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Author ORCID Identifier


Open Access Dissertation

Document Type


Degree Name

Doctor of Philosophy (PhD)

Degree Program


Year Degree Awarded


Month Degree Awarded


First Advisor

Romain Vasseur

Subject Categories

Condensed Matter Physics | Quantum Physics


With the advent of the noisy-intermediate scale quantum (NISQ) era quantum computers are increasingly becoming a reality of the near future. Though universal computation still seems daunting, a great part of the excitement is about using quantum simulators to solve fundamental problems in fields ranging from quantum gravity to quantum many-body systems. This so-called second quantum revolution rests on two pillars. First, the ability to have precise control over experimental degrees of freedom is crucial for the realization of NISQ devices. Significant progress in the control and manipulation of qubits, atoms, and ions, as well as their interactions, has not only allowed for emulation of diverse range of physical systems but has also led to realization of quantum systems in non-conventional settings such as systems out-of-equilibrium, driven by oscillating fields, and with quasiperiodic (QP) modulation. These systems often show novel properties which not only provide an interesting testbed for NISQ devices but also an opportunity to exploit them for further development of quantum computing devices. Second, the study of dynamics of quantum information in quantum systems is essential for understanding and designing better quantum computers. In addition to their practical application as resource for quantum computation, quantum information has also become an essential element for our understanding of various physical problems, such as thermalization of isolated quantum many-body systems. This interplay between quantum information and computation, and quantum many-body systems is only expected to increase with time. In this thesis, we explore these topics in two parts, corresponding respectively to the two pillars mentioned above. In the first part, we study effects of quasiperiodicity on many-body quantum systems in low dimensions. QP systems are aperiodic but deterministic, so their behavior differs from that of clean systems and disordered ones as well. Moreover, these systems can be conveniently realized in an experimental setting where it is easier to isolate them from external decoherence. %Recent advancement in experimental techniques has made it easier to design and probe quantum systems with quasi-periodic modulations. We start with the easy-plane regime of the XXZ spin chain and show that the well-known fractal behavior of the spin Drude weight implies the divergence of the low-frequency conductivity for generic values of anisotropy. We tie this to the quasi-periodic structure in the Bethe ansatz solution resulting in different species of quasiparticles getting activated along the time evolution in a quasi-periodic pattern. We then study quantum critical systems under generic quasi-periodic modulations using real-space renormalization group (RSRG) procedure. In 1d, we show that the system flows to a new fixed point with the couplings following a discrete aperiodic sequence which allows us to analytically calculate the critical properties. We dub these new classes of quasi-periodic fixed points infinite-quasiperiodicity fixed points in line with the infinite-randomness fixed point observed in random quantum systems. We use this approach to analyze the quasiperiodic Heisenberg, Ising, and Potts spin chains. The RSRG is not analytically tractable in 2d, but numerically implementing it for the 2d quasi-periodic $q$-state quantum Potts model, we find that it is well controlled and becomes exact in the asymptotic limit. The critical behavior is shown to be largely independent of $q$ and is controlled by an infinite-quasiperiodicity fixed point. We also provide a heuristic argument for the correlation length exponent and the scaling of the energy gap. Moving on to the second part, we study monitored quantum circuits which have recently emerged as a powerful platform for exploring the dynamics of quantum information and errors in quantum systems. Unitary evolution generates entanglement between distant particles of the system. The dynamics of entanglement has been successfully studied by replacing the Hamiltonian evolution with random quantum circuits. Recently, the robustness of unitary evolution's ability to protect the entanglement against external projective measurements has received much attention. Entanglement is also a resource for quantum information, so its stability is directly related to the stability of a quantum computer against external noises. It has been observed that, in absence of any symmetry, there is a measurement induced phase transition (MIPT) in the behavior of bipartite entanglement that goes from volume law to area law as we tune the rate of measurements. Here we focus on monitored quantum circuits with U(1) symmetry which leads to the presence of a conserved charge density. These diffusive hydrodynamic modes scramble very differently than non-symmetric modes and we find that in addition to the entanglement transition, there is another transition \textit{inside} the volume phase which we call a ``charge sharpening'' transition. The sharpening transition is a transition in the ability/inability of the measurements to detect the global charge of the system. We study this sharpening transition in a variety of settings, including an effective field theory that predicts the transition to be in a modified Kosterlitz-Thouless universality class. We provide various numerical evidence to back our predictions.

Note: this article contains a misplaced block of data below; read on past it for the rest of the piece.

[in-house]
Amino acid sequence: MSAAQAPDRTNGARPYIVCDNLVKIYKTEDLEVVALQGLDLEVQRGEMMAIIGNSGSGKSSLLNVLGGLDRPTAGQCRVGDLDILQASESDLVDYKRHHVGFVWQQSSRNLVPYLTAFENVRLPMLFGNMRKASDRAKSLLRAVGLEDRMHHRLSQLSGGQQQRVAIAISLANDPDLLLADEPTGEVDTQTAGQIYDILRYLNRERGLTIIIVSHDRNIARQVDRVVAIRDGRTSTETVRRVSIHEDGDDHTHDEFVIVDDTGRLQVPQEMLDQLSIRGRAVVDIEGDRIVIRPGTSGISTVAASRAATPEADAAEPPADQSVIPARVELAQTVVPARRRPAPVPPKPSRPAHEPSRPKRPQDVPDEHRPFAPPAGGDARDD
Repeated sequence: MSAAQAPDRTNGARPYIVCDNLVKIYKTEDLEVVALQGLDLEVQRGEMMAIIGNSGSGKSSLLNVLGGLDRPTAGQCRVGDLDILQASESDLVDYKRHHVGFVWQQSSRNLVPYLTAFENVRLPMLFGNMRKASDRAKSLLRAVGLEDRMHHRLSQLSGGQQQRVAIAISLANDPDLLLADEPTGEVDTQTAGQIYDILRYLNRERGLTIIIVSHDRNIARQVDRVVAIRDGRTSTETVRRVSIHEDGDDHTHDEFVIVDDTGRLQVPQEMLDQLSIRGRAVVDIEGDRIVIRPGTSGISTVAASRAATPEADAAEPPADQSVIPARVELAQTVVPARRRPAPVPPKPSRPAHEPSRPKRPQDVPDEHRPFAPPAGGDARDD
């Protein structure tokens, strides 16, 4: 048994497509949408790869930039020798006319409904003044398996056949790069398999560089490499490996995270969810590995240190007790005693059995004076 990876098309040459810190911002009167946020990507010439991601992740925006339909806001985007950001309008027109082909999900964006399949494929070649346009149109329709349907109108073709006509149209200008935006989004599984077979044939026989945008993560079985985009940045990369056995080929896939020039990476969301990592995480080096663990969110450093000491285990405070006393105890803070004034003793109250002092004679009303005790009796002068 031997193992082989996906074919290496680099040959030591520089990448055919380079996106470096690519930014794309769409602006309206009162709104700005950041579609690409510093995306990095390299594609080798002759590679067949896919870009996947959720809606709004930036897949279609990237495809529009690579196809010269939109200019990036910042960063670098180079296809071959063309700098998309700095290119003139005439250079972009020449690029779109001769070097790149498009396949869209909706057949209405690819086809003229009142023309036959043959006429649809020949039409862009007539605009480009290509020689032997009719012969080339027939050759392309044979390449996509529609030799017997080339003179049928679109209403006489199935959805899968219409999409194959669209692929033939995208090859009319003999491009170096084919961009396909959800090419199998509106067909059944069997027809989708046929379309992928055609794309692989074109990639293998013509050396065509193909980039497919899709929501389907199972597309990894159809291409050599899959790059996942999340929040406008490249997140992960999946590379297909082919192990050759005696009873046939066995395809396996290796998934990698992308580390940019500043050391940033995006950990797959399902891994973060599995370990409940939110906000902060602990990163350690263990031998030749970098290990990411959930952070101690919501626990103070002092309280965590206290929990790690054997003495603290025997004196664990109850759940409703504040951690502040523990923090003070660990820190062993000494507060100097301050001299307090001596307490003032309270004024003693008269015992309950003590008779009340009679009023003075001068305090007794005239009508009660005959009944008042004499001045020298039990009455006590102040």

Creative Commons License

Creative Commons Attribution 4.0 License
This work is licensed under a Creative Commons Attribution 4.0 License.